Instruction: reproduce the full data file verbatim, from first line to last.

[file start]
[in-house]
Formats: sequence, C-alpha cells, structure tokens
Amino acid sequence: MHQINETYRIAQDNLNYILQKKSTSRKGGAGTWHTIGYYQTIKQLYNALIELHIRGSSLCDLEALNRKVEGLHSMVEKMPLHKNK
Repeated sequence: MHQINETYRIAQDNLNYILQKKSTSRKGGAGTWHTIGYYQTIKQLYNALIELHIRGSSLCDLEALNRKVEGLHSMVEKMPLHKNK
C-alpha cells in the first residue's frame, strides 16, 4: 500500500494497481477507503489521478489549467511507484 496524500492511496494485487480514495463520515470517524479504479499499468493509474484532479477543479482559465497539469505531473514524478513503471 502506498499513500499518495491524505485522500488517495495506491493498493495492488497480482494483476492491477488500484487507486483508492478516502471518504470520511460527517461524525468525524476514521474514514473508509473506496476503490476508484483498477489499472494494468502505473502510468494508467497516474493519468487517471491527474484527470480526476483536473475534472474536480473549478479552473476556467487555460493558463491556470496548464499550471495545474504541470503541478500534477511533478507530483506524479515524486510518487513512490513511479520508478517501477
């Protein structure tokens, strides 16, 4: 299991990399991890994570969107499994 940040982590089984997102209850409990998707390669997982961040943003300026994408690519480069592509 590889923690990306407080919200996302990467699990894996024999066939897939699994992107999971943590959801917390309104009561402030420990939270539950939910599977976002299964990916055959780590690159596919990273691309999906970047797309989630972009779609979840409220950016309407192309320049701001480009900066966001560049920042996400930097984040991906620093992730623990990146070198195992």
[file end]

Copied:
[in-house]
Formats: sequence, C-alpha cells, structure tokens
Amino acid sequence: MHQINETYRIAQDNLNYILQKKSTSRKGGAGTWHTIGYYQTIKQLYNALIELHIRGSSLCDLEALNRKVEGLHSMVEKMPLHKNK
Repeated sequence: MHQINETYRIAQDNLNYILQKKSTSRKGGAGTWHTIGYYQTIKQLYNALIELHIRGSSLCDLEALNRKVEGLHSMVEKMPLHKNK
C-alpha cells in the first residue's frame, strides 16, 4: 500500500494497481477507503489521478489549467511507484 496524500492511496494485487480514495463520515470517524479504479499499468493509474484532479477543479482559465497539469505531473514524478513503471 502506498499513500499518495491524505485522500488517495495506491493498493495492488497480482494483476492491477488500484487507486483508492478516502471518504470520511460527517461524525468525524476514521474514514473508509473506496476503490476508484483498477489499472494494468502505473502510468494508467497516474493519468487517471491527474484527470480526476483536473475534472474536480473549478479552473476556467487555460493558463491556470496548464499550471495545474504541470503541478500534477511533478507530483506524479515524486510518487513512490513511479520508478517501477
């Protein structure tokens, strides 16, 4: 299991990399991890994570969107499994 940040982590089984997102209850409990998707390669997982961040943003300026994408690519480069592509 590889923690990306407080919200996302990467699990894996024999066939897939699994992107999971943590959801917390309104009561402030420990939270539950939910599977976002299964990916055959780590690159596919990273691309999906970047797309989630972009779609979840409220950016309407192309320049701001480009900066966001560049920042996400930097984040991906620093992730623990990146070198195992």